When things went haywire, as they often did, Gregg frequently would try to wash his hands of the wreckage.
“I thought the opening game of the season (Houston, 31-3 loss) was the worst game I’d ever seen a team play,” Gregg, the Lombardi disciple, said. “But this one right here will have to live in my mind forever as the worst.”
Gregg was in his glory the following October when strike-replacement teams played before the 13,911 fans that crossed the union picket line to watch. The Vikings were driving for a tying touchdown when safety Jim Bob Morris returned an interception 73 yards to preserve the 23-16 victory.
“Scabs or whatever, when you play on national television, it means something,” Morris said.
The next year, a Packers team headed for 4-12 under Lindy Infante turned in the franchise’s finest performance since the Washington Monday night upset five years earlier with a 34-14 triumph. The Vikings finished 11-5.
“I’m sure there are greater things that have happened in the Green Bay Packers’ existence,” crowed Infante. “But to be able to win in a hostile stadium against a team that talented, I don’t know of any team you could be more proud of.”
By 1989, the Vikings had built a pack of small but speedy pass rushers that raised havoc on the fast artificial track at the Dome. They sacked Don Majkowski eight times in an easy win that year, then swallowed up Anthony Dilweg in a lopsided victory in ’90.
“I got my ass kicked,” Tony Mandarich, the Packers' right tackle, said after Al Noga beat him like a drum in ’90. “I sure in hell lost the game.”
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In 1991, Infante completed a 4-12 season with a stunning 27-7 win over the 8-8 Vikings before a crowd of just 52,860 at the 63,000-seat dome.
Jerry Burns, who already had announced his retirement from coaching, cracked, “If I had any concerns about missing this down the road, I think this eliminated that problem.”
Politicking to the bitter end, Infante said, “It would be a shame to see it come to an end.” Ron Wolf, the new general manager, canned him the next morning.
Mike Holmgren’s 1-6 career mark on the road against former 49ers colleague Dennis Green began to unfold in 1992 with a 27-7 season-ending defeat. Journeyman Sean Salisbury, with a playoff berth at stake for Green Bay, outplayed Brett Favre.
“I can’t believe what he did today,” Wolf said, referring to Salisbury. “This doesn’t leave a good taste in your mouth … (but) we did restore some confidence to the Packer fans.”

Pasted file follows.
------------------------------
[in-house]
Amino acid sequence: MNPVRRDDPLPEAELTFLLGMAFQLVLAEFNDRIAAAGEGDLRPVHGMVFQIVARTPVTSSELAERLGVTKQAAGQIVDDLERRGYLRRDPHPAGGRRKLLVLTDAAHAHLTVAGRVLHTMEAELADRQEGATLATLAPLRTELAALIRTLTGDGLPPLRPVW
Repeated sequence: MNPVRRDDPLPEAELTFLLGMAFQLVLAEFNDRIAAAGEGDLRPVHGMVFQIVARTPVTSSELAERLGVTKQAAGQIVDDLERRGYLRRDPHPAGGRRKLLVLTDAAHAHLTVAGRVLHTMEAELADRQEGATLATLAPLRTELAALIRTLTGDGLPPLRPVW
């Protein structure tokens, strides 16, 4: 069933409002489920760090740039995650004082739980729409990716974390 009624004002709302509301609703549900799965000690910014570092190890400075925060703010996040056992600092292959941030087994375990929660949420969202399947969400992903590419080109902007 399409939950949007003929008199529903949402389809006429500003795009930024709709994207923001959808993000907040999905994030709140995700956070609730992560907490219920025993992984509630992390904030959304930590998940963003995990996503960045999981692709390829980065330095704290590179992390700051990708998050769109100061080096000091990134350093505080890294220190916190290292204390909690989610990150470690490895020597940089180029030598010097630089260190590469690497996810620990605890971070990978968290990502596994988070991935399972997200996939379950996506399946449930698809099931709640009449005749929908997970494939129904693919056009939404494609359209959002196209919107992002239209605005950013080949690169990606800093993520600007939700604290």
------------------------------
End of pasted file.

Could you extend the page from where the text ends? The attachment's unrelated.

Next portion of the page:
The games in 1993, ’94 and ’95 all were decided on field goals by Fuad Reveiz in the final seconds or overtime: 15-13, 13-10 and 27-24.
In the first game, Terrell Buckley inexplicably allowed unknown Eric Guliford to run behind him for a 45-yard completion from ex-Bear Jim McMahon to the 6 on third and 10 with 14 seconds left. After “T-Buck” stood mute as I asked him several times what happened, he snarled and said, “You better get out of my face, man. I’m not talking.”
McMahon waved me into the bathroom for an interview as he shaved. “Buckley believed I couldn’t throw it that far. … I played like an old woman today,” he said.
This game was the first of many in which my colleagues and I wrote extensively about the noise. The Packers always felt the Vikings pumped in noise artificially but the Vikings never admitted it.
Minnesota’s overtime triumph in 1994 was led by 37-year-old Warren Moon, who said, “Hearing all the noise, I was like, ‘Where are we? Are we in Minnesota or are we in Green Bay?’ There were a lot of people wearing green out there. I understand this rivalry a little bit better now than I did the first time around.”
The Packers turned the ball over six times in 1995 and, by the five-minute mark of the fourth quarter, were without Favre (ankle) and Ty Detmer (thumb). That left T.J. Rubley, who was playing in his first game since ’93.
Still, Green Bay was in great shape with third and 1 at the Minnesota 38 with a minute left and the score tied. Holmgren called a sneak. Rubley changed the play to a pass. Rubley flipped the ball back inside into traffic. The Vikings intercepted, and shortly thereafter Reveiz booked the winner.
Said Rubley: “It was not a real good decision.”
Said Wolf: “This is not as bad as the Guliford game. But, I can’t believe this. I think we’ve exhausted ways to lose here.”
In an electrifying setting in 1996, an estimated 15,000 to 20,000 Packers fans watched a team destined to win the Super Bowl fall, 30-21, with an abysmal performance.
Vikings middle linebacker Jeff Brady, a one-time Packer, rubbed it in, saying, “If you’re a man you just say you got your butt beat in the Metrodome, and that’s what happens every time Green Bay comes here. The bottom line is, Minnesota plays tough on turf.”
The streak ended on a Monday night in December 1997 with a dominating 27-11 victory as Green Bay fans jeered the early-exiting home crowd. “You can throw all that stuff out of the window now,” said safety Eugene Robinson.
Journal Sentinel columnist Mike Bauman described the din as “living hell” as Randall Cunningham outshone Favre and rookie Randy Moss ran wild (8-153) in a 28-14 win in 1998. Seven weeks away from taking the coach-GM job in Seattle, Holmgren said, “It’s a tough place to play.”
Ray Rhodes’ only trip to the dome ended with a 24-20 defeat in 1999. Dale Hofmann, another Journal Sentinel columnist, referred the Dome as the Packers’ “personal palace of purgatory.”